Maryland voters approve gay marriage

 

Maryland voters approved same-sex marriage yesterday while similar measures in Maine and Washington state also appeared on track to pass, marking the first time marriage rights have been extended to same-sex couples by popular vote.

The vote was hailed as a watershed moment by gay rights activists because, while same-sex unions have been legalised in six states and the District of Columbia by politicians or courts, voters had consistently rejected doing so. Voters in more than 30 states have approved constitutional bans on gay marriage.

"It's enormous. We have truly made history," said Brian Ellner, head of the pro-gay marriage group The Four. "Having the first states approve marriage by a popular vote changes the narrative and sends an important message to the Supreme Court."

President Barack Obama earlier this year became the first US president to support gay marriage, and his campaign endorsed the gay marriage measures in the three states.

In Maryland, the measure passed 52 per cent to 48 per cent, with 93 per cent of precincts reporting. In Maine, it was leading by 54 per cent to 46 per cent, with 62 per cent of precincts reporting. And in Washington, it was leading by 52 per cent to 48 per cent, with 61 per cent of precincts reporting.

In Minnesota, meanwhile, voters appeared to be leaning against adding that state to the list of those defining marriage solely as a heterosexual union. With more than 78 per cent of precincts reporting, the proposed constitutional amendment was trailing 49 per cent to 51 per cent.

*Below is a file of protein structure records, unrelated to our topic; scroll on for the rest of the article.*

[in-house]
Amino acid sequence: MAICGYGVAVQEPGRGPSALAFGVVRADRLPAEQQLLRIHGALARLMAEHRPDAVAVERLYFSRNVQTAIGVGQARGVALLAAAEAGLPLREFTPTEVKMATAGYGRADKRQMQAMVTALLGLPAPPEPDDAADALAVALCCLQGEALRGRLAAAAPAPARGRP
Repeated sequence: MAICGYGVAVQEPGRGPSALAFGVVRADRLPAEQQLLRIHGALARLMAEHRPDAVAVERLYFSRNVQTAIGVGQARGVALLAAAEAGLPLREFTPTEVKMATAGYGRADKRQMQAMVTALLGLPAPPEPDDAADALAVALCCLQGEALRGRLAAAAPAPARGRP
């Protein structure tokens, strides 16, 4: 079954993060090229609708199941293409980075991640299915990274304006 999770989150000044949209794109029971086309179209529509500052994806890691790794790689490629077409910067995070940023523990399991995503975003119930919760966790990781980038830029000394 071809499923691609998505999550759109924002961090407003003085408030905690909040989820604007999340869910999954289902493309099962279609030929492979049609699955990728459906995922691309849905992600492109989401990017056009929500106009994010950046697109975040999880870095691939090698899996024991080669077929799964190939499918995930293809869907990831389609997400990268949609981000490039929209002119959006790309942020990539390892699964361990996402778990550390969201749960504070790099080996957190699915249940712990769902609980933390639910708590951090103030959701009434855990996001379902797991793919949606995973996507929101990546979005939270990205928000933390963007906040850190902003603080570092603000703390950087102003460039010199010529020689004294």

The constitutionality of restricting marriage to unions between a man and a woman is widely expected to be taken up by the US Supreme Court soon.

James Esseks, director of the ACLU Lesbian Gay Bisexual and Transgender Project, called the votes a "watershed moment" for gay and lesbian families.

"Not long ago, marriage for same-sex couples was unimaginable," he said. "In a remarkably short time, we have seen courts start to rule in favour of the freedom to marry, then legislatures affirm it, and now the people vote for it as well."

Six states and the District of Columbia have expanded marriage rights to include same-sex couples. In Massachusetts, Iowa and Connecticut, the laws followed court rulings that same-sex couples could not be denied marriage rights. Legislatures approved the change in Vermont, New York and New Hampshire.

Before this year, ballot initiatives banning the legal recognition of same-sex marriage had succeeded in 31 states, and no state had ever approved same-sex marriage by popular vote.

Maine voters rejected gay marriage in a referendum in 2009 by 53 to 47 per cent. In Washington and Maryland, where state legislatures previously passed laws expanding marriage rights to gay and lesbian couples, it was up to citizens to decide whether to let the laws stand.

"Over these past few weeks, Marylanders joined together to affirm that for a free and diverse people of many faiths - a people committed to religious freedom - the way forward is always found through greater respect for the equal rights and human dignity of all," Governor Martin O'Malley said in a statement.

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